by Tamara Scully
Cornell Cooperative Extension recently presented a poultry marketing meeting, which addressed whether pastured poultry producers may best be served through some form of cooperative system: for marketing; processing; purchasing inputs; or even frozen product storage space.
CCE of St. Lawrence County has obtained a grant, from the Northeast Center for Risk Management Education, to study the production of chicken in hoop houses, in an effort to scale-up poultry production in Northern New York State. Betsy Hodge, CCE Livestock Educator, is involved with the project, along with extension agent Brent Buchanan.
“The general idea is to see if people who are raising a few chickens for themselves could expand to produce 250 chickens at once and make some money,” Hodge said. The idea is to create “a supply of high quality, consistent poultry for local, rapidly-expanding markets.”
The hoop house project, which began in the summer of 2013, is ongoing for one year. Four hoop houses, including one at the Extension Learning Farm in Canton, are being utilized in the study, which involves raising the birds to processing size over an eight-week period. The hoop houses will travel from site to site, to allow several producers to take part in the project. Producers must follow the established protocols, keep detailed records, provide adequate predator protection, and cooperate with the purchasing of feed and needed inputs.
“We want to collect data about growth rates, conversion from live weight to carcass weight, feed costs, chick costs, processing costs and types, marketing, labor required,” and more, Hodge said. After one more batch is raised this spring, the report will be finalized.
Each of four identical 12 foot by 24 foot hoop houses contains 250 birds. The project will rotate three or four groups through each house within one year. The hoop houses are kept stationary on the pasture, but fencing is moved regularly to keep the chickens on fresh pasture. The feeder is moved around to assist with keeping the chickens from denuding any pasture area. They have not had any problems with bare ground or mud, Hodge said.
The hoop house project has demonstrated that processing, storage and marketing of the poultry is challenging. The panel, which discussed several options for marketing the product, grew out of the challenges faced by the researchers. Direct-to-consumer sales, sales to other growers to supplement their own farm’s production, and sales using a cooperative as an intermediary were made thus far as a result of the hoop house project.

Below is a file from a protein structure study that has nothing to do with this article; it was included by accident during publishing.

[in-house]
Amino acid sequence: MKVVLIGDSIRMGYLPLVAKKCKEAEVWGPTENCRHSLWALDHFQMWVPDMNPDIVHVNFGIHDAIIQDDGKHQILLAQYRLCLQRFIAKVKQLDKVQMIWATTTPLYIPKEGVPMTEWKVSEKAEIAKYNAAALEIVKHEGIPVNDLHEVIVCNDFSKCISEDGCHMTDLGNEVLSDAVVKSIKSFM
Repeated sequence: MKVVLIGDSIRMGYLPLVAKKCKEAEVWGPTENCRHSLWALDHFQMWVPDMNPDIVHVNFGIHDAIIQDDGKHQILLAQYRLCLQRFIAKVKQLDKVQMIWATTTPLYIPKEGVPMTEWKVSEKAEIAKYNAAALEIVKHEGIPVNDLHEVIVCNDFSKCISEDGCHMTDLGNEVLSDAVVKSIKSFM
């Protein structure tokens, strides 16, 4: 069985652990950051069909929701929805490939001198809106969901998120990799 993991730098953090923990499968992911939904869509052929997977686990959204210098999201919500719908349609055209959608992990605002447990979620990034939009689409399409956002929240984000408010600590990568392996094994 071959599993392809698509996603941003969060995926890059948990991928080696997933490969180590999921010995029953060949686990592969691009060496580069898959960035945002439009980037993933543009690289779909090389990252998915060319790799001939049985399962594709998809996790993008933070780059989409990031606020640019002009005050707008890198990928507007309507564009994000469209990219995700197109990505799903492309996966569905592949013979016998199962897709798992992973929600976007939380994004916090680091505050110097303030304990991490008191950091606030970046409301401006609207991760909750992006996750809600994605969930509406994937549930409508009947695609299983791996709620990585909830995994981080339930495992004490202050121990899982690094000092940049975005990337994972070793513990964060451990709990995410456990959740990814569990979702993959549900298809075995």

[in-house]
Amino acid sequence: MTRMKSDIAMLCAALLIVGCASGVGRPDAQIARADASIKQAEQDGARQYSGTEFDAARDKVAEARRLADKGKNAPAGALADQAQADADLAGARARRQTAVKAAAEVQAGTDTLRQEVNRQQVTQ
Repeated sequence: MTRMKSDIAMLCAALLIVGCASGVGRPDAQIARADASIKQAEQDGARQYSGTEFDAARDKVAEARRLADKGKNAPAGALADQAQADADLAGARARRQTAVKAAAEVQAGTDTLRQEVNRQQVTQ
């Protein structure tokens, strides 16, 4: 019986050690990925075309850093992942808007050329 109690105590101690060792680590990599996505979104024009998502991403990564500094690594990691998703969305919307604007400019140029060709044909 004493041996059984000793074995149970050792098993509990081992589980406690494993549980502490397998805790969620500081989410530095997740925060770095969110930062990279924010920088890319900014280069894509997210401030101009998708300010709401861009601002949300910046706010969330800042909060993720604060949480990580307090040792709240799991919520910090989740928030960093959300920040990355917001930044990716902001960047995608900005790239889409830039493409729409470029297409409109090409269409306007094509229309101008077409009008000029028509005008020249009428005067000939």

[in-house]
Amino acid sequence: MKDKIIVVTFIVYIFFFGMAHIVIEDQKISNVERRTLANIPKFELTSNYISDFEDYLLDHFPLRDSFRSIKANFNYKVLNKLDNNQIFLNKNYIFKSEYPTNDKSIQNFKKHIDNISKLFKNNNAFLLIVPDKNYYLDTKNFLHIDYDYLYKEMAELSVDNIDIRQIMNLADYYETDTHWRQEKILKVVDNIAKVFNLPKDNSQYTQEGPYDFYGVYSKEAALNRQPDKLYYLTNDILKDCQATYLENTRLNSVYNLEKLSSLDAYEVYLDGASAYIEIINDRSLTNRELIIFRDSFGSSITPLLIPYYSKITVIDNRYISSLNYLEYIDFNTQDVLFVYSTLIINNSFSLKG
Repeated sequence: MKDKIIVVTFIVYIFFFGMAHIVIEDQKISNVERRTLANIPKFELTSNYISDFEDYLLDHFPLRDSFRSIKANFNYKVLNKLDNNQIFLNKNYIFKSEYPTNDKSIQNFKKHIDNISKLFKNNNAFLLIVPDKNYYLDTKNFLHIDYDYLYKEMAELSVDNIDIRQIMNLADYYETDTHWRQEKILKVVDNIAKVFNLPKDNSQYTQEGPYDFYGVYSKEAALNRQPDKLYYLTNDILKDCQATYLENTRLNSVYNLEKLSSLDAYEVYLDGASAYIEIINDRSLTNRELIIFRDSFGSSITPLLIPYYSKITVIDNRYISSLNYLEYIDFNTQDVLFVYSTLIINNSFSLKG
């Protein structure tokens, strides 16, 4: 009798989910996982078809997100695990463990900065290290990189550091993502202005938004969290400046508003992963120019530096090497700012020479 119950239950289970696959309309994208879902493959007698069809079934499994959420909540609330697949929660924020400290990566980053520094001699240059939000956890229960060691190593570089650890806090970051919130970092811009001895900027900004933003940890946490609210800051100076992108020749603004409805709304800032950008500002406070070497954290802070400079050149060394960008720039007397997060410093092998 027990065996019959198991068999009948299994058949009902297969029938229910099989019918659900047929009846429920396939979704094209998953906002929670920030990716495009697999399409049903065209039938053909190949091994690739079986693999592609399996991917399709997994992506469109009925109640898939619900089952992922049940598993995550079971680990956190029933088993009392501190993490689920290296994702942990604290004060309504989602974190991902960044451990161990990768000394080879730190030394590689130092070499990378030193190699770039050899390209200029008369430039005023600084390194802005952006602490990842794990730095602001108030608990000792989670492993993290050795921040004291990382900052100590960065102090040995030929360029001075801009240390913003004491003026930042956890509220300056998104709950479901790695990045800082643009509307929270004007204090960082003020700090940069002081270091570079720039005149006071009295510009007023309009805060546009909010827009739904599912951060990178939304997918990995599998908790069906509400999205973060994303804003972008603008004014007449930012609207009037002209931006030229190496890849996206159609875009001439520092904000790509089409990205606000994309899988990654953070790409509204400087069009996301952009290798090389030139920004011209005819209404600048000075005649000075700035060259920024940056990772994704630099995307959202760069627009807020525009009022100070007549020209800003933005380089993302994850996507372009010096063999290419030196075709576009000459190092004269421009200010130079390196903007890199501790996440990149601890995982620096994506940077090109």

After processing, the poultry is kept in frozen until sold, so access to adequate freezer storage was a necessity. Bird size and quantity available for sale at any given time was a concern. These issues may limit the ability of an individual producer to scale-up their poultry production, and the exploration of options has become another focus of the project.
Lynda Brushett, of the Cooperative Development Institute, was on the panel to address the various forms of cooperatives which can be formed. An informal cooperative involves producers agreeing to work together in some way. There is no liability protection in this arrangement. Brushett advises having a written agreement and some procedures or structure in place.
There are “benefits of being formally organized,” Brushett said. A legal cooperative “is a business entity. It is an actual business.” Formed to “do business at cost,” a formal cooperative does not make a profit. “The purpose of a cooperative is not to make a profit. The farms are trying to make a profit,” she explained.